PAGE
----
Her Highness The Governess Margaret Wood Hassan made an announcement that had Manchester Mayor Ted Gatsas pretty annoyed at last night’s meeting of the Board of School Committee. Turns out she and Commissioner of Education Virginia Barry announced the feds approved four school districts for a Competency Based Assessment Program known as PACE. Their press released bragged it was a first in the nation accountability strategy that offered reduced levels of standardized testing with locally managed assessments.
Apparently, the program’s been in the works for five years and but the city of Manchester has, at no time, been part of the discussion and neither state Board of Education Chair Tom Raffio nor Deputy Education Commissioner Paul Leather bothered to mention it to Gatsas at a recent meeting between the three. The press release said that all school districts were invited to participate in the program in two thousand twelve, but Gatsas said he was unaware of any invitation and hasn’t found anybody in the school district that is aware of any invitation. Why does this matter, you ask? Well, the PACE pilot is one N H D O E’s strategies to reduce over-testing. The release also said the department is in the final stages of making it possible for New Hampshire high schools to administer the S A T as the high school assessment, which is exactly what the city wanted to do, but was told it would risk over twenty million dollars in federal funds if it did. The school board buckled to the threat and voted to use the test after saying it would not.
The gov’s press release also said the state Department of Education had been working intensively with the four lucky districts for two years to help get them ready for the local assessment process, which had Gatsas wondering why Manchester, given all it had said and done to develop it’s own standards and ask for waivers to the testing, wasn’t brought into the loop. Good question. Beginning this year, the four PACE districts, Sanborn Regional, Rochester, Epping and Souhegan will give the Smarter Balanced Assessment once in elementary school, once in middle school and once in high school – in three grades instead of seven. The PACE districts will administer common and local “performance assessments” developed by the districts themselves and validated at the state level in the other years. My favorite part of the release? Dr. Scott Marion, the guy the Manchester School District used to ensure the Manchester Academic Standards, known on this show as Manchester’s Rewrite of Common Core, were, in fact Common Core aligned.
The end result of the discussion was a motion from the board to again invite Barry to appear and answer questions. After Ward Nine Committeeman Arthur Beaudry questioned whether or not the administration had actually sent the prior invitations, Gatsas suggested the board do it itself through the clerk. The motion passed with only Ward Three Committeeman Christopher Stewart opposed. We’ve linked to the full text of the release.
That wasn’t the only education news to come out of the state yesterday. Deputy Ed Commissioner Leather caught everybody’s attention when he said, and I quote “We hear about over testing because we really have two accountability systems. The state system (the Smarter Balanced Assessment) is required by federal law, but may not help us improve teaching and learning.” That, of course, is NOT what his boss, Commissioner Barry has been saying. Ooops. Critics say it’s tantamount to an admission that forcing this test on the state is really all about doing the feds bidding to get their money.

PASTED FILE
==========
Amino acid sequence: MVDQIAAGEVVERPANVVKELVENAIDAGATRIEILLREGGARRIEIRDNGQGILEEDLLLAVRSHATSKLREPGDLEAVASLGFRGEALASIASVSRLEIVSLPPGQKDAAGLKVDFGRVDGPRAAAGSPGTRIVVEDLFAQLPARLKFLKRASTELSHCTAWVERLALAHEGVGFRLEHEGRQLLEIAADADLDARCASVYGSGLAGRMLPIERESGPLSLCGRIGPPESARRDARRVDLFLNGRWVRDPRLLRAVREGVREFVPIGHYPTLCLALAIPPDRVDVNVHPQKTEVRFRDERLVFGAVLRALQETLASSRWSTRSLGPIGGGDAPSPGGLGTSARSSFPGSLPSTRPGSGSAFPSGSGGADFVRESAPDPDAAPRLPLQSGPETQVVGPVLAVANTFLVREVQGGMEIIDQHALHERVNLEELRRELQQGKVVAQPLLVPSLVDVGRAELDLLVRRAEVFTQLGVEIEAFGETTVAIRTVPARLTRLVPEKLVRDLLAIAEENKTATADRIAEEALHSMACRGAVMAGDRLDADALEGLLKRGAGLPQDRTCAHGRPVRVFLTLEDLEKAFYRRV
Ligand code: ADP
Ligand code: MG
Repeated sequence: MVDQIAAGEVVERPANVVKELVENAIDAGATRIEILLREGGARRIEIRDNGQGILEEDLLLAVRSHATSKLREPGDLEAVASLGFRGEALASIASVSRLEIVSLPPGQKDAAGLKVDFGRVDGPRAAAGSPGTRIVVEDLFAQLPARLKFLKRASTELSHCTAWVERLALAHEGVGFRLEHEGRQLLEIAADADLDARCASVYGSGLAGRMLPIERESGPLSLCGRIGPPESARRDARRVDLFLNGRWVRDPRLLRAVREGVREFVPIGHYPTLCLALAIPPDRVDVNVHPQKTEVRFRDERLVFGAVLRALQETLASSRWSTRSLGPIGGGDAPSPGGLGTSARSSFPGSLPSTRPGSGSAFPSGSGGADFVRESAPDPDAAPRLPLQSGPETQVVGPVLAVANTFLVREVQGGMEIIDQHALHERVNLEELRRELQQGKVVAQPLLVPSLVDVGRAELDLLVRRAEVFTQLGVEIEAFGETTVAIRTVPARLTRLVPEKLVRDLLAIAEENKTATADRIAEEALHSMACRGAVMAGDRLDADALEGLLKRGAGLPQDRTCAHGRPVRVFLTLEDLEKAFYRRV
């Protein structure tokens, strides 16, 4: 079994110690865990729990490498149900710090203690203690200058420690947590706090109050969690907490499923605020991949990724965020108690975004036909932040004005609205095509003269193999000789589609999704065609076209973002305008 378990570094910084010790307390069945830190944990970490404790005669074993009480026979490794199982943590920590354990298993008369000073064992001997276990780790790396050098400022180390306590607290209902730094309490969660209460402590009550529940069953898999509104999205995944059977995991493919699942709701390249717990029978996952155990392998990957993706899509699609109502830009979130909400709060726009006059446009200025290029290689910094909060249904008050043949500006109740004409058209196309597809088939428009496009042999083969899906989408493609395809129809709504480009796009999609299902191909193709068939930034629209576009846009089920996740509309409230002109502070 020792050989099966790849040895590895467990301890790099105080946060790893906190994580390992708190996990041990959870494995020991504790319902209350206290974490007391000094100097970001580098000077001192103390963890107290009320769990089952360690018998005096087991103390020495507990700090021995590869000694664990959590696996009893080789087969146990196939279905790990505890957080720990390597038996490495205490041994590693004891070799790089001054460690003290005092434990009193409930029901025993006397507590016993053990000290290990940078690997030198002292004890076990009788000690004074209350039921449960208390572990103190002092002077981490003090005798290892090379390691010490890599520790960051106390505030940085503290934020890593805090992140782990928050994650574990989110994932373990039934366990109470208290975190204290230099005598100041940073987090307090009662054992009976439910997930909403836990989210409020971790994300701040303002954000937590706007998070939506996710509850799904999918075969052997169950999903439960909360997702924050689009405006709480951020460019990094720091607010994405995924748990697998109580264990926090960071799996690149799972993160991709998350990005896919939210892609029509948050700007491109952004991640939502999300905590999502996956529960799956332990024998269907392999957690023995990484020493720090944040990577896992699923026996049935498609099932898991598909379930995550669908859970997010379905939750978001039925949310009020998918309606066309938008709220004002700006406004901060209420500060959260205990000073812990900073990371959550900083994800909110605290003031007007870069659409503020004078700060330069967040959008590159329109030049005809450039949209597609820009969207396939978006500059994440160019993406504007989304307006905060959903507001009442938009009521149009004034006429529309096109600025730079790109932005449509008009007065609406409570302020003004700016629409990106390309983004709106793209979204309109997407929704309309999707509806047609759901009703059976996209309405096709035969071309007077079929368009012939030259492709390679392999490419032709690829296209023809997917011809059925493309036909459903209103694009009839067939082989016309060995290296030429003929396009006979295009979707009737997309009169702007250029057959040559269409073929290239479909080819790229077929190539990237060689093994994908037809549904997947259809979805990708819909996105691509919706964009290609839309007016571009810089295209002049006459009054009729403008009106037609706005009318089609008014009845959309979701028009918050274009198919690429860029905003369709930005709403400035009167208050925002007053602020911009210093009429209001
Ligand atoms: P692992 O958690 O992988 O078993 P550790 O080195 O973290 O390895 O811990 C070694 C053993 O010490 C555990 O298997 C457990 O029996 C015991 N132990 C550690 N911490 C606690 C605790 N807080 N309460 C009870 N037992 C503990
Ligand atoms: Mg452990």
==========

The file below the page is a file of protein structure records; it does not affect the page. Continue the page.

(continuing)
News from our own backyard continues after this.
In other big and important news from the Manchester School Board last night, a letter informing parents of their right to refuse participation in the Smarter Balanced Assessment was approved on a fourteen to one vote. Christopher Stewart was again the lone vote in opposition. The letter was a far cry better than the one we pounded on yesterday, which last night’s meeting confirmed was written by administrators and blessed by the district’s attorney.
Ward Six Committeewoman Robyn Dunphy was responsible for the much shorter, much clearer rewrite advising parents of the district’s requirement to administer the test under law as well as their right to refuse their participation. During last night’s public input sessions, parent Patrice Benard raised serious questions about whether or not the use of the online test violated the district’s online inter and intra-net policies. I guess they’re going to have to look into that.
Ward Nine Committeeman Arthur Beaudry also revisited the question of whether or not the administration played favorites with school sports teams last month when Central was allowed to play a game while others were disallowed to practice and play. Apparently, Beaudry must have been tuned into our coverage of how West had games canceled as well, a fact that stood contrary to administrators’ claims that Central was the only team with games that day. Well they weren’t and Assistant Superintendent David Ryan’s assertion that they were canceled before Central asked to play to justify the prior claim that there were no other games schedule seemed to stun the board. Uh oh.
The Bedford Police Department is accepting applications for its two thousand fifteen Citizen Academy. There are still spots available and anyone interested can obtain an application online at bedford p d dot com. We’ve posted the link to all the details. Applications must be submitted before the close of business on March 18.